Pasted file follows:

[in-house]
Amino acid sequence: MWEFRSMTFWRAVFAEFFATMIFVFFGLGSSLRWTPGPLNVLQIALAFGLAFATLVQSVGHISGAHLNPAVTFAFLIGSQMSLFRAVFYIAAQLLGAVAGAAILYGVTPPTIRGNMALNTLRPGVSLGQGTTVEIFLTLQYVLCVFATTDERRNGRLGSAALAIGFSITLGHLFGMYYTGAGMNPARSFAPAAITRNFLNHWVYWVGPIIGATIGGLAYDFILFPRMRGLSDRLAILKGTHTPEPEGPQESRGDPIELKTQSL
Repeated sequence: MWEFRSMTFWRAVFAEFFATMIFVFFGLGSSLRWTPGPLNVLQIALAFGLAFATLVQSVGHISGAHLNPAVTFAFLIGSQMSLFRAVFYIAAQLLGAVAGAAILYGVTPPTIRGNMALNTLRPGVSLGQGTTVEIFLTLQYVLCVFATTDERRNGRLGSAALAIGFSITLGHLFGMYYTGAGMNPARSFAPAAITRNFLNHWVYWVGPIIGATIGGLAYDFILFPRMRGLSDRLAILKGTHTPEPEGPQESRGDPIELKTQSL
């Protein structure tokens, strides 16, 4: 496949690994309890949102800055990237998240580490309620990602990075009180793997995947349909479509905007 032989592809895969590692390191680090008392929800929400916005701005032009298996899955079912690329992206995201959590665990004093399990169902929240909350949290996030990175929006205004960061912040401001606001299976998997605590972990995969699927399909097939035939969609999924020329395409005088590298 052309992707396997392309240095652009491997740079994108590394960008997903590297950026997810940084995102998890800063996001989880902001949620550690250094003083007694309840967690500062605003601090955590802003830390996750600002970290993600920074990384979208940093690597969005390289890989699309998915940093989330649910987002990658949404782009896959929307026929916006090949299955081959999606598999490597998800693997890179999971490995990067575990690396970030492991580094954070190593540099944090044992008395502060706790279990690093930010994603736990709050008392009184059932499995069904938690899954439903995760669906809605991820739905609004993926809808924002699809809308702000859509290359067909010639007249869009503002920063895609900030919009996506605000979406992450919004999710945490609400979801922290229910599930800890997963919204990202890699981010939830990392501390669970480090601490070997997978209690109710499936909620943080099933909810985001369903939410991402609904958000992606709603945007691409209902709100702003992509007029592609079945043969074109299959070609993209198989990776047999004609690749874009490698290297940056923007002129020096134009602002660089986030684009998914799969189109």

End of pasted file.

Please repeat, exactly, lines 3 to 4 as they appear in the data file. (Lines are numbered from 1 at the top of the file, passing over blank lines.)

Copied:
Repeated sequence: MWEFRSMTFWRAVFAEFFATMIFVFFGLGSSLRWTPGPLNVLQIALAFGLAFATLVQSVGHISGAHLNPAVTFAFLIGSQMSLFRAVFYIAAQLLGAVAGAAILYGVTPPTIRGNMALNTLRPGVSLGQGTTVEIFLTLQYVLCVFATTDERRNGRLGSAALAIGFSITLGHLFGMYYTGAGMNPARSFAPAAITRNFLNHWVYWVGPIIGATIGGLAYDFILFPRMRGLSDRLAILKGTHTPEPEGPQESRGDPIELKTQSL
């Protein structure tokens, strides 16, 4: 496949690994309890949102800055990237998240580490309620990602990075009180793997995947349909479509905007 032989592809895969590692390191680090008392929800929400916005701005032009298996899955079912690329992206995201959590665990004093399990169902929240909350949290996030990175929006205004960061912040401001606001299976998997605590972990995969699927399909097939035939969609999924020329395409005088590298 052309992707396997392309240095652009491997740079994108590394960008997903590297950026997810940084995102998890800063996001989880902001949620550690250094003083007694309840967690500062605003601090955590802003830390996750600002970290993600920074990384979208940093690597969005390289890989699309998915940093989330649910987002990658949404782009896959929307026929916006090949299955081959999606598999490597998800693997890179999971490995990067575990690396970030492991580094954070190593540099944090044992008395502060706790279990690093930010994603736990709050008392009184059932499995069904938690899954439903995760669906809605991820739905609004993926809808924002699809809308702000859509290359067909010639007249869009503002920063895609900030919009996506605000979406992450919004999710945490609400979801922290229910599930800890997963919204990202890699981010939830990392501390669970480090601490070997997978209690109710499936909620943080099933909810985001369903939410991402609904958000992606709603945007691409209902709100702003992509007029592609079945043969074109299959070609993209198989990776047999004609690749874009490698290297940056923007002129020096134009602002660089986030684009998914799969189109």